University of Tsukuba > AFRC Top Page(english) > University Forests   

University Forests

Division of Forestry

The University Forests comprise three branches

  • i1jTsukuba Experimental Forest (2.2 ha) is situated on the Tsukuba Campus. Its office manages the University Botanical Garden (3.4 ha) and also functions as the headquaters of the University Forests.
  • i2jIn the eastern part of Nagano Prefecture, Yatsugatake Branch manages two separate forests, Yatsugatake Forest (93 ha) and Kawakami Forest (189 ha).
  • i3jThe last branch is the Ikawa Forest (1,760 ha), an upstream catchment area of a tributary of the Ohi River.

Yatsugatake-Kawakami Forests
Yatsugatake Forest (80 ha, 1400 m asl) is located in the foothills of the eastern slope of Mount Akadake, the highest peak in the Yatsugatake Mountains. Most areas of the forest are characterized by naturally regenerated secondary forests dominated by oak (Quercus crispula) and Asian black birch (Betula davurica) with Siberian hazel (Corylus heterophylla), and an intermediate moor dominated by alder (Alnus japonica) and Japanese flowering crab (Malus siboldii). Forest areas extended over the Yatsugatke Mountains until the early 20th century. However, land reclamation for farming was undertaken around the area of Yatsugatake Forest since the middle of the 20th century. As a result, the Yatsugatake Forest is recently distinguished as an isolated forest surrounded by farmlands.
Kawakami Forest (190 ha, ranging from 1350 to 1790 m asl) is located on the east side of the Yatsugatake Forest in the western part of the Kanto Mountains. Seventy percent of the area of Kawakami Forest is managed forest with Japanese larch (Larix kaempferi), and the rest of the forest is similar to the Yatsugatake forest, dominated by oak (Quercus crispula), Asian black birch (Betula davurica) and many maple species.
Rare species such as Primose (Primula sieboldii), Japanese dormouse (Glirulus japonicus )and Japanese Luehdorfia (Luehdorfia puziloi) under conservational protection are observed in the Yatstugatake and Kawakami Forests. These forests provide a good background for natural sciences and education for student practice courses (forestry, plant pathological mycology and soil science). In addition, undergraduate and graduate student research projects are conducted in both forests during the field-work season. Monitoring for long-term ecological research focusing on regeneration dynamics, matter flow and the economy of the forest ecosystem is carried out in permanent plots of both forests. Another research subject is the population ecology of the Japanese dormouse. Since 2004, boardwalks in the Yatsugatake Forest provie easy access to the the Yatsugatake Forest for field practices and research activities.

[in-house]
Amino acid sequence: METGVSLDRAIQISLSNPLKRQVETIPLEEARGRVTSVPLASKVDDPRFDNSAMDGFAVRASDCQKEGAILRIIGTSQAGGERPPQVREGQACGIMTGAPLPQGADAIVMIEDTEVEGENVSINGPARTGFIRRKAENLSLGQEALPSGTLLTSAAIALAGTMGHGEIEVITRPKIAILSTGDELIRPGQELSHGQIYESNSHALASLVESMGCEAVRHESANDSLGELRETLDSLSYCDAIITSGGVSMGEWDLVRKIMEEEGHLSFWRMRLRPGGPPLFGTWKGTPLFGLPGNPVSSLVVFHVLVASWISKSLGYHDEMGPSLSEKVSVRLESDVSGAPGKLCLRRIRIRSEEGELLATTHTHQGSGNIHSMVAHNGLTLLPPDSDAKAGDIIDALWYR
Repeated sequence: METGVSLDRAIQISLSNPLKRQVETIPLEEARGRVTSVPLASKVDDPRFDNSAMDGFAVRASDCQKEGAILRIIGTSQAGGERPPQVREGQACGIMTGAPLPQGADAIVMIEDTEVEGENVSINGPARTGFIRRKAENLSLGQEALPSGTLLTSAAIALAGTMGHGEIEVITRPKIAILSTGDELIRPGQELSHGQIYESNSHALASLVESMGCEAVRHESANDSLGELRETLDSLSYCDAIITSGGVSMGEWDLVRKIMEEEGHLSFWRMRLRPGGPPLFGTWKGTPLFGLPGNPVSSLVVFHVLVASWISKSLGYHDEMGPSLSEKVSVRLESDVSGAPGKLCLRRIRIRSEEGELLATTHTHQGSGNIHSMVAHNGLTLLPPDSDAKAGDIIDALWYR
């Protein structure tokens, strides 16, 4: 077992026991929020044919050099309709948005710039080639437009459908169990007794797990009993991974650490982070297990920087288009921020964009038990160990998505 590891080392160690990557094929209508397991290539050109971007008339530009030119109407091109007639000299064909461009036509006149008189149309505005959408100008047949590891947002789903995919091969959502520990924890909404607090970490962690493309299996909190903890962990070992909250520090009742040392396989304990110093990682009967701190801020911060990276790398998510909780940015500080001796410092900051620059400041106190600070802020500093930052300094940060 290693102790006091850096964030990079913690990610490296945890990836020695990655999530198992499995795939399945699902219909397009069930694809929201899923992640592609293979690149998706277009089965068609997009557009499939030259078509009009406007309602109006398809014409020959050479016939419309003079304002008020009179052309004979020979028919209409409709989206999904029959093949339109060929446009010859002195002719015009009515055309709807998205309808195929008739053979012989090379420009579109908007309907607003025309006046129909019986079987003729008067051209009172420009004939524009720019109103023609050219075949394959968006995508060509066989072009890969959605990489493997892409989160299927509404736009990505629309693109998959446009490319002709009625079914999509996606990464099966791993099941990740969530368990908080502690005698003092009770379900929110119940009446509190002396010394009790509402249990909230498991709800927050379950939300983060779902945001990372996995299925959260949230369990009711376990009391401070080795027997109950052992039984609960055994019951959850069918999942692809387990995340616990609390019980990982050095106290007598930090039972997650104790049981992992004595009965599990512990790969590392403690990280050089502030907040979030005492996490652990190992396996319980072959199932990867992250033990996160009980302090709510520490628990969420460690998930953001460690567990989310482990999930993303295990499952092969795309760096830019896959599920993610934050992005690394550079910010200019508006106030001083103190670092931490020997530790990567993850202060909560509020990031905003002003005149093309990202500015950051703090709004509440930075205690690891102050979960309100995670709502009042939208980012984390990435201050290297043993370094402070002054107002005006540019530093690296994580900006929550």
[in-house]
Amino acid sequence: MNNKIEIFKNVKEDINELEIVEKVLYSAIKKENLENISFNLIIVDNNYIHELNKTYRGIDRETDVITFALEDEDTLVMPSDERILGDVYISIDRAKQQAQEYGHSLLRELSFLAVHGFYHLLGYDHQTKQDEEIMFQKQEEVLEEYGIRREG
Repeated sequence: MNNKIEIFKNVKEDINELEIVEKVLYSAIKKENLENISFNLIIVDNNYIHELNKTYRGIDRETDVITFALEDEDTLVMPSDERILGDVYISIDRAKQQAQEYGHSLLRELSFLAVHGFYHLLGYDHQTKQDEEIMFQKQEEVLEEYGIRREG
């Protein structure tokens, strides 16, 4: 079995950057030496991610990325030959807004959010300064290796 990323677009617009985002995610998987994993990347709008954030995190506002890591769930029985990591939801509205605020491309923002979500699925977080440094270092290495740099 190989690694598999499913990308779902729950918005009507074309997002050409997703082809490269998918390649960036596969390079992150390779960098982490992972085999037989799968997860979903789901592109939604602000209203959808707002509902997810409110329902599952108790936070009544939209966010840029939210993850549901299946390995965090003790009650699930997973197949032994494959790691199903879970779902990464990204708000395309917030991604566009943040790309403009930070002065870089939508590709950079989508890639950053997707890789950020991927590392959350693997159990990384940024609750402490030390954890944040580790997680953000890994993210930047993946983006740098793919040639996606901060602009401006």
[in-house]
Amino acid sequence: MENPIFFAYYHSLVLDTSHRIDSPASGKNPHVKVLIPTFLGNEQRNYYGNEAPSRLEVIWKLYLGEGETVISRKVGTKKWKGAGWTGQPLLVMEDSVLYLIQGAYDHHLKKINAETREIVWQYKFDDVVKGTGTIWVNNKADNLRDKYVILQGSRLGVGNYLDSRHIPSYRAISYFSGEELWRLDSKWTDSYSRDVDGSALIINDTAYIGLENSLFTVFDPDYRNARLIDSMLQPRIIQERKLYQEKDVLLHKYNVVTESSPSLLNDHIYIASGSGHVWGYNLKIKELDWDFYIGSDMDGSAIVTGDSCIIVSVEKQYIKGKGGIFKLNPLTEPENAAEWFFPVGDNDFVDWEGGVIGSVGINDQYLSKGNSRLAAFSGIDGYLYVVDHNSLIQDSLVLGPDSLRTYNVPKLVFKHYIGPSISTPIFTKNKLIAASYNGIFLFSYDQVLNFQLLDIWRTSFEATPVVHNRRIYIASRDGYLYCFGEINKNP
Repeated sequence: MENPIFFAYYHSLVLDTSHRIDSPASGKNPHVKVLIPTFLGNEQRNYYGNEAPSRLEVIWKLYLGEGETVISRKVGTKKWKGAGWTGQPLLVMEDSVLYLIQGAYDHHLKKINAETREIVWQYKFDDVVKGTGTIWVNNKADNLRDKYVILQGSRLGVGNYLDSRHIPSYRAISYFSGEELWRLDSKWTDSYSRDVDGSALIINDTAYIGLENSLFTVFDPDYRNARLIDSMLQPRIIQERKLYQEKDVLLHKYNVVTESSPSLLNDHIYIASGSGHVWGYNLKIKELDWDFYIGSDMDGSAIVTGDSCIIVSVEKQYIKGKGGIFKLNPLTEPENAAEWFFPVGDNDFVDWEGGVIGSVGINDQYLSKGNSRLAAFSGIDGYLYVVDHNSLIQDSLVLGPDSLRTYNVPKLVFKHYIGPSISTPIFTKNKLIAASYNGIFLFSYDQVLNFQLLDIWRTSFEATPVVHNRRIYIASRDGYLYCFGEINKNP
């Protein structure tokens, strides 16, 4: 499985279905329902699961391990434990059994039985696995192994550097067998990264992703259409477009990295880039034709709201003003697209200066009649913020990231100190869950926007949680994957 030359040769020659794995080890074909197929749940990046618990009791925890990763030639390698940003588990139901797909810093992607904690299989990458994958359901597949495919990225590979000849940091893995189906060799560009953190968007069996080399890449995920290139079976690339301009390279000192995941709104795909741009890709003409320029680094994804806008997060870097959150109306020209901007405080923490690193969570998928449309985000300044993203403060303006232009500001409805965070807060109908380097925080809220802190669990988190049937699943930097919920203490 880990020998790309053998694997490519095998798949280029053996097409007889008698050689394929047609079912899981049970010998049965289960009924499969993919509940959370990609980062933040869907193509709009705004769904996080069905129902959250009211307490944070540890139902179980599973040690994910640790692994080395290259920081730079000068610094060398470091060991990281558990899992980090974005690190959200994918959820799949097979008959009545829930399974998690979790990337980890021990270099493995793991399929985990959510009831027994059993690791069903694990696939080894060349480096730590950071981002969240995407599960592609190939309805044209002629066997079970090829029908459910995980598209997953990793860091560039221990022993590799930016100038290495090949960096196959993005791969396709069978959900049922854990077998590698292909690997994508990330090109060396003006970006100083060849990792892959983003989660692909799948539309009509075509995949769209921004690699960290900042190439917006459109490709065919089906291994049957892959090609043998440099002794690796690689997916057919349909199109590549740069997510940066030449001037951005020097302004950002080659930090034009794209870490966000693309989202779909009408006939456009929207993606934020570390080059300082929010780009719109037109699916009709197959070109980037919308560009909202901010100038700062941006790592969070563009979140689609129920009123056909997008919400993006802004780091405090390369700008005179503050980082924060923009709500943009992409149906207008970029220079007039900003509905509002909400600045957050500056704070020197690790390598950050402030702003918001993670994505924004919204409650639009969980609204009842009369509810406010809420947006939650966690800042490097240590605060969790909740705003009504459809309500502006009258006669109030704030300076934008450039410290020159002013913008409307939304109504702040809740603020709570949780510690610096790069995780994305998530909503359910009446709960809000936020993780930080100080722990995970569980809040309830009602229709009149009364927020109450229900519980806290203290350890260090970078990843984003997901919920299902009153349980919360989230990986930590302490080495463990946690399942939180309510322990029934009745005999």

@EWeb site of Yatsugatake and Kawakami Forests is as follows: in Japanese

Ikawa Forest
Ikawa Forest is located in the Akaishi Mountains of central Japan. Ikawa University Forest covers the upper stream of the Higashigouchi River, a tributary of the Ohi River, and forms a 1700 ha basin. The lowest elevation in the Ikawa University Forest is at the south end (900 m a.s.l.), whereas the highest elevation is the peak of Mount Aonagi (2406 m a.s.l.) at the northwest end.
Vegetation types in the Ikawa University Forest change with the elevation. Broad-leaved deciduous forests mainly composed mainly of Quercus crispula and maple trees are located in the low-altitude areas, while subalpine conifer forests (e.g., Abies mariesii) are located in the higher-altitude areas (over 2000 m a.s.l.). Ikawa University Forest is a suitable site for studies and research on natural vegetation and wild animals because of extensive secondary forests (1350 ha).
Median tectonic line and Itoigawa-Shizuoka Tectonic Line, the largest tectonic lines in Japan, cross the upper stream of the Ohi River. Therefore, bedrock in the Ikawa University forest, fractured by active tectonics, is significantly weak. Several large landslides (> 5 ha) and multiple shallow landslides in the Ikawa University Forest supply large amounts of sediment. Debris flow also frequently occurs in the rivers and tributaries. Therefore, many field studies and observations on the geomorphology of high mountains have been conducted in the Ikawa University Forest.

@EWeb site of the Ikawa University Forest is as follows: in Japanese

Tsukuba Experimental Forest
Tsukuba Experimental Forest is situated in the North Area of the Tsukuba Campus and consists of three separate fields, 3.4 ha in total. The altitude is 23 to 27 m and the soil is infertile loam derived from volcanic ash with a bed of clay at around 2 m below the ground surface. Tsukuba Experimental Forest also manages the University Botanical Garden and functions as the headquaters of the University Forests.
This forest began as the Tsukuba Nursery Field for trees planted when the campus was relocated from Tokyo in 1973. Contribution to creating a green campus was the primary role of this section until the middle of the 1990's. Since then the role was changed to offering fields and techniques for research and education, so the name was changed to Tsukuba Experimental Forest in 2006.
The University Botanical Garden was opened in 1994 with the aim to provide a place for relaxation, research and education. Currently there are 300 species of trees, mostly domestic trees, planted in the garden. Together with the nearby Hyotarou Pond and Tsukuba Experimental Forest, this garden provides the best nature areas on the Tsukuba Campus and is loved by many people. This garden is also intensively used for practices in wildlife biology, forestry, mushroom cultivation and field surveys.

@EWeb site of the Tsukuba Experimental Forest is as follows: in Japanese